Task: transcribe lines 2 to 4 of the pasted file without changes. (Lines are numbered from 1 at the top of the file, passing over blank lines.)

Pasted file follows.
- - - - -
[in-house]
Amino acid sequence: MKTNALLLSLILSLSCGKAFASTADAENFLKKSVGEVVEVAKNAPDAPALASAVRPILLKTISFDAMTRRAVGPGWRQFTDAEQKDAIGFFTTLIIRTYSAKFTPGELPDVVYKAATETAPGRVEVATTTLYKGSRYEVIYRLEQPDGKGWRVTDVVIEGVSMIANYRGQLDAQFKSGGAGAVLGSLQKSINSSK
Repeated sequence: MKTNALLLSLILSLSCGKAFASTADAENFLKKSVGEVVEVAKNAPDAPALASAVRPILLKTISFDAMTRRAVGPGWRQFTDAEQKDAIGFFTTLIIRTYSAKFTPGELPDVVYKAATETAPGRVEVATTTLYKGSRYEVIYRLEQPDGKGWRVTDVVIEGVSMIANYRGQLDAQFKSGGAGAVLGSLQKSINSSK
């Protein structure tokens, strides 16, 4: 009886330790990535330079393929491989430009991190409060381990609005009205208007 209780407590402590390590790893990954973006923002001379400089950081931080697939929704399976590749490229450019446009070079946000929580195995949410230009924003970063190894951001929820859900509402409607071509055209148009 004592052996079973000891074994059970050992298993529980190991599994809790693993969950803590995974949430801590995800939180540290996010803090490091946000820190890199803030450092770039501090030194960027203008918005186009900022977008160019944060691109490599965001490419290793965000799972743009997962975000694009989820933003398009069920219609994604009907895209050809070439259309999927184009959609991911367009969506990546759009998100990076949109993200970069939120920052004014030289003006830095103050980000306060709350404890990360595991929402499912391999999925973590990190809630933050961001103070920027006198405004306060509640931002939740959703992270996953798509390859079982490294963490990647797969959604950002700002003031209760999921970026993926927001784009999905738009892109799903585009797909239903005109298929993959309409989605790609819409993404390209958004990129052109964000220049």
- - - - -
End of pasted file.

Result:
Amino acid sequence: MKTNALLLSLILSLSCGKAFASTADAENFLKKSVGEVVEVAKNAPDAPALASAVRPILLKTISFDAMTRRAVGPGWRQFTDAEQKDAIGFFTTLIIRTYSAKFTPGELPDVVYKAATETAPGRVEVATTTLYKGSRYEVIYRLEQPDGKGWRVTDVVIEGVSMIANYRGQLDAQFKSGGAGAVLGSLQKSINSSK
Repeated sequence: MKTNALLLSLILSLSCGKAFASTADAENFLKKSVGEVVEVAKNAPDAPALASAVRPILLKTISFDAMTRRAVGPGWRQFTDAEQKDAIGFFTTLIIRTYSAKFTPGELPDVVYKAATETAPGRVEVATTTLYKGSRYEVIYRLEQPDGKGWRVTDVVIEGVSMIANYRGQLDAQFKSGGAGAVLGSLQKSINSSK
């Protein structure tokens, strides 16, 4: 009886330790990535330079393929491989430009991190409060381990609005009205208007 209780407590402590390590790893990954973006923002001379400089950081931080697939929704399976590749490229450019446009070079946000929580195995949410230009924003970063190894951001929820859900509402409607071509055209148009 004592052996079973000891074994059970050992298993529980190991599994809790693993969950803590995974949430801590995800939180540290996010803090490091946000820190890199803030450092770039501090030194960027203008918005186009900022977008160019944060691109490599965001490419290793965000799972743009997962975000694009989820933003398009069920219609994604009907895209050809070439259309999927184009959609991911367009969506990546759009998100990076949109993200970069939120920052004014030289003006830095103050980000306060709350404890990360595991929402499912391999999925973590990190809630933050961001103070920027006198405004306060509640931002939740959703992270996953798509390859079982490294963490990647797969959604950002700002003031209760999921970026993926927001784009999905738009892109799903585009797909239903005109298929993959309409989605790609819409993404390209958004990129052109964000220049």